To apply, a SINGLE .pdf file (<6 MB) of the following material must be sent via email to before 0900 h ET on Monday, 8 February 2016:


  1. a 1-page cover letter describing personal background and interests and a discussion on how these relate to Seney’s mission (see URLs, above, also the posted Habitat Management Plan for more information);
  2. a detailed resume describing education, work experiences, and skills;
  3. unofficial copies of all college transcripts;
  4. two (2) Letters of Recommendation that must include the name, affiliation, telephone number, and email address of each author. One (1) Letter must come from a past employer not associated with a university and demonstrate the candidate’s ability to accomplish independent work. Practical skills (i.e., ability to work with one’s hands) and sweat equity are highly valued. Although atypical, Letters are NOT to be sent separately.


No hardcopy material or other material sent separately by any other form (including Letters of Recommendation!) will be accepted. For your protection, please do not include your social security number or other personal identification numbers. Applications will be reviewed as they arrive and until the positions are filled. Decisions should be made within one week after the closing date. Incomplete (or late) applications may not receive full consideration. For additional information:


Dr. Greg Corace

Applied Sciences Program, Seney National Wildlife Refuge

1674 Refuge Entrance Rd., Seney, MI 49883; 906.586.9851x14

Greg Corace's Blog

Fire in Minnesota Forests-A Conference Co-Sponsored by Lake States Fire Science Consortium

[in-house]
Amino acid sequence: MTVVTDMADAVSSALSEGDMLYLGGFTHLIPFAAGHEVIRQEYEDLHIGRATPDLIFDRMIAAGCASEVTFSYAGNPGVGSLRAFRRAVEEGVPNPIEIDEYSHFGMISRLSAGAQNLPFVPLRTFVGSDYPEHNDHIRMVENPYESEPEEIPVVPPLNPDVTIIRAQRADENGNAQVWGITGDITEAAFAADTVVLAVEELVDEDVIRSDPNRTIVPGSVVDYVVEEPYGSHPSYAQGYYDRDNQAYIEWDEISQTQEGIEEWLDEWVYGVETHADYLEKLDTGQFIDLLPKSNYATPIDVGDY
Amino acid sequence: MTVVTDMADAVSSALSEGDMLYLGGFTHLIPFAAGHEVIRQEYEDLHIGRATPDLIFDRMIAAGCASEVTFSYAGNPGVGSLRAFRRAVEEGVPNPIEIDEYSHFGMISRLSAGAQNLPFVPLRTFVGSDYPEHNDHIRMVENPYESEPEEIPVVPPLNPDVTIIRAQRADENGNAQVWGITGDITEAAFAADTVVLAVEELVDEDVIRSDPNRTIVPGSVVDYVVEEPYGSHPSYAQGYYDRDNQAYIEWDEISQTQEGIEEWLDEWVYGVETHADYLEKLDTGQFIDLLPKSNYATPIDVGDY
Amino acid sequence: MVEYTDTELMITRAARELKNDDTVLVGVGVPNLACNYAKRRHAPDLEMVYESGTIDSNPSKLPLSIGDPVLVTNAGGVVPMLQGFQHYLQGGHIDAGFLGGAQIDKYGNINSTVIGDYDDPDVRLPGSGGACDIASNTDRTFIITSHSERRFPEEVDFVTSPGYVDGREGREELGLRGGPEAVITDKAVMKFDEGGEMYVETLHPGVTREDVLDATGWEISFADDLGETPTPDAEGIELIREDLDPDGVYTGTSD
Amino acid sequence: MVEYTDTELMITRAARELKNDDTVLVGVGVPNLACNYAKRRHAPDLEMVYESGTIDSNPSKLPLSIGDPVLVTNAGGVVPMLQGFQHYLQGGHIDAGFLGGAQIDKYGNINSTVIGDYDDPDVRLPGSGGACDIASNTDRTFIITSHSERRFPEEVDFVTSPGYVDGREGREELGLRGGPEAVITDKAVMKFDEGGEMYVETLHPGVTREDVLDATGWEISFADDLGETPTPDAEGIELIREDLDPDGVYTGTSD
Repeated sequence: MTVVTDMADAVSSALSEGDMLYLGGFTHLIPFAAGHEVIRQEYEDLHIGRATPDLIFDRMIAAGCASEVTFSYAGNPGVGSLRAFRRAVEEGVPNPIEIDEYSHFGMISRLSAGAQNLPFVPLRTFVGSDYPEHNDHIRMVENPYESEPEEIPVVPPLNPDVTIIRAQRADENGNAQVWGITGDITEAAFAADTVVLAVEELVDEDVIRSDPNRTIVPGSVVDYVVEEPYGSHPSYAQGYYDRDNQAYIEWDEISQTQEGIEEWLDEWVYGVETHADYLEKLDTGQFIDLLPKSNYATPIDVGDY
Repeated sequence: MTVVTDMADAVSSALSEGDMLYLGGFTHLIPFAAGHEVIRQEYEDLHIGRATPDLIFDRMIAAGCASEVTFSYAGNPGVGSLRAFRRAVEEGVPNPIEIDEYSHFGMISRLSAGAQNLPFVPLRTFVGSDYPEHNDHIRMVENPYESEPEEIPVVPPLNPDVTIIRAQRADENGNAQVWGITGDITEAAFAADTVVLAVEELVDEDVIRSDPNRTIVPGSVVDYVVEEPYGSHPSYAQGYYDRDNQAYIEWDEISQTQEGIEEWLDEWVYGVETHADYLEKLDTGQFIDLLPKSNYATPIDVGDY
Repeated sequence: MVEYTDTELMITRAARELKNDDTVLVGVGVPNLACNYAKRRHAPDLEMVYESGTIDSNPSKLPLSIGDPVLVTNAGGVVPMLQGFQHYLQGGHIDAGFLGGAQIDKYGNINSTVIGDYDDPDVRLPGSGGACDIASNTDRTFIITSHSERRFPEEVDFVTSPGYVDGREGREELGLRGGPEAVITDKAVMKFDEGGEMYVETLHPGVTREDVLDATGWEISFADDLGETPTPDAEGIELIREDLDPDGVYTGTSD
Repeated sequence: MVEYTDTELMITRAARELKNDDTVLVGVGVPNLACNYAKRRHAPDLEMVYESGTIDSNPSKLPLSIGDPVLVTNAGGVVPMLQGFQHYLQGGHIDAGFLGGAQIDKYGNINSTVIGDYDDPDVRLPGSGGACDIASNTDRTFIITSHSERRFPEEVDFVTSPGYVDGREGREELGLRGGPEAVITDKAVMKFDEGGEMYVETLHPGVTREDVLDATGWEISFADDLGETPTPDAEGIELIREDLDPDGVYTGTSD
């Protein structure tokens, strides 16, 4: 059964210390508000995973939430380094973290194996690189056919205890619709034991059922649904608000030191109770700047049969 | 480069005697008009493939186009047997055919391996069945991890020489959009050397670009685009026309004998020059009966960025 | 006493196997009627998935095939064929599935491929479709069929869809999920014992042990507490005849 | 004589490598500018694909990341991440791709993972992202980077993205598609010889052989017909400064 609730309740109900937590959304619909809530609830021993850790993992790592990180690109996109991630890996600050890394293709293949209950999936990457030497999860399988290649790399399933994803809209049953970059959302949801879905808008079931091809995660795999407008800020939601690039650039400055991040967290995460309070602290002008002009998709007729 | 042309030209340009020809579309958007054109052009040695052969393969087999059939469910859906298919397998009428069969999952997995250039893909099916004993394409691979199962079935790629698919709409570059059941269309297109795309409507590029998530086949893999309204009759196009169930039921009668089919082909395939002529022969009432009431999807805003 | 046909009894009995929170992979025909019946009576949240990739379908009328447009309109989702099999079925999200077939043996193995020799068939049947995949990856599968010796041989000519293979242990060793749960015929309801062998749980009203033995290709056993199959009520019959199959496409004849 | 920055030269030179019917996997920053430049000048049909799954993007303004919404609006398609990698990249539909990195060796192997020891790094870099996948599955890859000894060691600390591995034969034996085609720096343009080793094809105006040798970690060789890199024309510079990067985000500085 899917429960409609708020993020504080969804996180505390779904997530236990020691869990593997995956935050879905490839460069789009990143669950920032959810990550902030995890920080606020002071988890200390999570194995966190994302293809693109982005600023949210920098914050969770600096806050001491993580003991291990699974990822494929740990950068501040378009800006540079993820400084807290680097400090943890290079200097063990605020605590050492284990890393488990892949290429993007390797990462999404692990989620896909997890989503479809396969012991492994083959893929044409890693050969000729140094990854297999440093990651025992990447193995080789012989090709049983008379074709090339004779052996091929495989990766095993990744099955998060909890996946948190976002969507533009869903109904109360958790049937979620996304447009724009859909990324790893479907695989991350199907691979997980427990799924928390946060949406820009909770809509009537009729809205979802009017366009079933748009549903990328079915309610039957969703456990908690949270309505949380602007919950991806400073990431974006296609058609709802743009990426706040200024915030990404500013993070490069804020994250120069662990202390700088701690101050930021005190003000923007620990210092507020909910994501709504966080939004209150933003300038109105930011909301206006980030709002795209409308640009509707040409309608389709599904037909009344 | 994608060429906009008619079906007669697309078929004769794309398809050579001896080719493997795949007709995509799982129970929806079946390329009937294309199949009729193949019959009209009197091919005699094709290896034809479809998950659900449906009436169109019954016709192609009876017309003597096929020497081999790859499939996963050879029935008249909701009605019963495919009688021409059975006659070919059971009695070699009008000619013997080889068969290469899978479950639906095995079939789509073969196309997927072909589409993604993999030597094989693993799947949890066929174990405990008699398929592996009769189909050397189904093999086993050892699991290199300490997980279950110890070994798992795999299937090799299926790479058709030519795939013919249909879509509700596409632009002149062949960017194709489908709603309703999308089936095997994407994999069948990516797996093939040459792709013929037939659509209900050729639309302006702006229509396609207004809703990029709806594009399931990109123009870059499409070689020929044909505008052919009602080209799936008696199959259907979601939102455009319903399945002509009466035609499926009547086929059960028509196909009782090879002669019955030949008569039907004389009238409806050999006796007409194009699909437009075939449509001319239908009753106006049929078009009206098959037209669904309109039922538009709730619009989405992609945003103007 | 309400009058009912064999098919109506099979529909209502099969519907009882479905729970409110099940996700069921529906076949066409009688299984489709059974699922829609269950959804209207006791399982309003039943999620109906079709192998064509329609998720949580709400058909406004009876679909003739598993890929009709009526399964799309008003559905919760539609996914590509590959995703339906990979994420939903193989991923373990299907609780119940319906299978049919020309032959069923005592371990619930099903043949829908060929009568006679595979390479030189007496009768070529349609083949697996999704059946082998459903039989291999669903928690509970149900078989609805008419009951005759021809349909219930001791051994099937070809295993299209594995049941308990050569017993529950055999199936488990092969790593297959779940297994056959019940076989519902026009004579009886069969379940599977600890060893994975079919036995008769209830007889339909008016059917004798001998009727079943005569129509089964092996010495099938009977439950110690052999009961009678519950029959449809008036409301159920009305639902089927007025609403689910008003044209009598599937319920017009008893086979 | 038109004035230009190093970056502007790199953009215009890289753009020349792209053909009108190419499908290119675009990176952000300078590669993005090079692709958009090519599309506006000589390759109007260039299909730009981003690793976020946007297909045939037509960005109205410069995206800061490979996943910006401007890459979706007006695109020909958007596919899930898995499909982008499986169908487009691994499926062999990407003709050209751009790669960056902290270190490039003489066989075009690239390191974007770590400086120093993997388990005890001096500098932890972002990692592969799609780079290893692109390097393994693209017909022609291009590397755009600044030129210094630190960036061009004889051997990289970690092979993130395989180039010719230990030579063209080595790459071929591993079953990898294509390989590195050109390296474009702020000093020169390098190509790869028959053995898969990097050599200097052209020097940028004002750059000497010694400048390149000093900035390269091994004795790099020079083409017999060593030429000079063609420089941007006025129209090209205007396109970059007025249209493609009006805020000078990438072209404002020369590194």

Forward from University of Minnesota's Sustainable Forests Education Cooperative:
I am writing to share some resources from the December 1, 2016 Fire in Minnesota's Forests event in Grand Rapids, MN.  We have added an event summary, presentation slides, recorded presentations, links to documents mentioned at the workshop, and a few photos at the following url:  …

Posted on January 18, 2017 at 10:58am

Fire and Aspen Webinars-Lake States Fire Science Consortium

Please see the following list of fire-related webinars that may be of value to those managing such ecosystems for fire-dependent wildlife. Note, there are 2 talks on aspen ecology and one on wood turtle monitoring.

Posted on October 21, 2016 at 10:24am

Occupancy of California Spotted Owl Sites Following a Large Fire in the Sierra Nevada, California

A good lecture covering the complexities of fire management in the context of an Endangerd species, the Spotted Owl. The speaker, Monica Bond, has published numerous articles suggesting the value of high severity fires for many bird species, including Black-Backed Woodpecker.

Posted on September 23, 2016 at 9:36am

Beyond Endangered Species Protectionism: Mexican Spotted Owls, Fire, and Forest Management

Interesting lecture, with implications in pine-dominated ecosystems of the Upper Midwest (jack pine, red pine, white pine, etc.).

Posted on September 2, 2016 at 12:54pm